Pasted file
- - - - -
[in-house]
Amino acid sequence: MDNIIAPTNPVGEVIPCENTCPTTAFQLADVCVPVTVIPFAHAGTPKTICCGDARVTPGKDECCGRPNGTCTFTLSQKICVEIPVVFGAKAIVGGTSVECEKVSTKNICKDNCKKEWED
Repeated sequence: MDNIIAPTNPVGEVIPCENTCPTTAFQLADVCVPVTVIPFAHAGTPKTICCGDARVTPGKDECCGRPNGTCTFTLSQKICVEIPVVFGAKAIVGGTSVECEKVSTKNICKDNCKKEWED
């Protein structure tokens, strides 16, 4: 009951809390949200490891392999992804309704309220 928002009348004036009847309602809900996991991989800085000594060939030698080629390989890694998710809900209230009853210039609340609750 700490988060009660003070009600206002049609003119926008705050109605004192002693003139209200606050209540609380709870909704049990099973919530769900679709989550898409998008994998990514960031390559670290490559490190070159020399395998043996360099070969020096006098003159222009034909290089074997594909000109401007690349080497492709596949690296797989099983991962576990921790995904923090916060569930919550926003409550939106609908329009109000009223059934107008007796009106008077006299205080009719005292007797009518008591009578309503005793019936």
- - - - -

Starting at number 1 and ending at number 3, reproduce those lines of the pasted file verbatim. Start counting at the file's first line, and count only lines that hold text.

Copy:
[in-house]
Amino acid sequence: MDNIIAPTNPVGEVIPCENTCPTTAFQLADVCVPVTVIPFAHAGTPKTICCGDARVTPGKDECCGRPNGTCTFTLSQKICVEIPVVFGAKAIVGGTSVECEKVSTKNICKDNCKKEWED
Repeated sequence: MDNIIAPTNPVGEVIPCENTCPTTAFQLADVCVPVTVIPFAHAGTPKTICCGDARVTPGKDECCGRPNGTCTFTLSQKICVEIPVVFGAKAIVGGTSVECEKVSTKNICKDNCKKEWED